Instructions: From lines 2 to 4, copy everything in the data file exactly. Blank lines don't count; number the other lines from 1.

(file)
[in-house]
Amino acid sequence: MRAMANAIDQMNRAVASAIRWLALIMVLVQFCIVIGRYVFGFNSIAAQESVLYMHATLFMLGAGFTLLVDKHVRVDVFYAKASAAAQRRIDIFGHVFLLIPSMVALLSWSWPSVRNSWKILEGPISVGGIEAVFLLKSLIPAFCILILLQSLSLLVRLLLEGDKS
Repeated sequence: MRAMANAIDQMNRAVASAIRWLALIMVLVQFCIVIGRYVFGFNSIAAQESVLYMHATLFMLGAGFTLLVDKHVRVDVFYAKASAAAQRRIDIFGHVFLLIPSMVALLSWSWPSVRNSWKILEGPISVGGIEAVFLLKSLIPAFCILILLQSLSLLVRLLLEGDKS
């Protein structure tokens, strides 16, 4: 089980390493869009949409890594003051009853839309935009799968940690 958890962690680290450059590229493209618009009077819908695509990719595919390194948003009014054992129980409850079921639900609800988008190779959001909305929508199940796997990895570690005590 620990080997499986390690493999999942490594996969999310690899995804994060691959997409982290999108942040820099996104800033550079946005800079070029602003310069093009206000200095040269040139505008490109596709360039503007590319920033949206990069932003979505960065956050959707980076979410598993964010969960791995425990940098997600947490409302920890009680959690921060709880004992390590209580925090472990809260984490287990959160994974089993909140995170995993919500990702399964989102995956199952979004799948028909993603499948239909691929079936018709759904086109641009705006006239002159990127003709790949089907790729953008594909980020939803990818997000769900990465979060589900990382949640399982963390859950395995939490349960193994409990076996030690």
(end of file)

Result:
Amino acid sequence: MRAMANAIDQMNRAVASAIRWLALIMVLVQFCIVIGRYVFGFNSIAAQESVLYMHATLFMLGAGFTLLVDKHVRVDVFYAKASAAAQRRIDIFGHVFLLIPSMVALLSWSWPSVRNSWKILEGPISVGGIEAVFLLKSLIPAFCILILLQSLSLLVRLLLEGDKS
Repeated sequence: MRAMANAIDQMNRAVASAIRWLALIMVLVQFCIVIGRYVFGFNSIAAQESVLYMHATLFMLGAGFTLLVDKHVRVDVFYAKASAAAQRRIDIFGHVFLLIPSMVALLSWSWPSVRNSWKILEGPISVGGIEAVFLLKSLIPAFCILILLQSLSLLVRLLLEGDKS
């Protein structure tokens, strides 16, 4: 089980390493869009949409890594003051009853839309935009799968940690 958890962690680290450059590229493209618009009077819908695509990719595919390194948003009014054992129980409850079921639900609800988008190779959001909305929508199940796997990895570690005590 620990080997499986390690493999999942490594996969999310690899995804994060691959997409982290999108942040820099996104800033550079946005800079070029602003310069093009206000200095040269040139505008490109596709360039503007590319920033949206990069932003979505960065956050959707980076979410598993964010969960791995425990940098997600947490409302920890009680959690921060709880004992390590209580925090472990809260984490287990959160994974089993909140995170995993919500990702399964989102995956199952979004799948028909993603499948239909691929079936018709759904086109641009705006006239002159990127003709790949089907790729953008594909980020939803990818997000769900990465979060589900990382949640399982963390859950395995939490349960193994409990076996030690």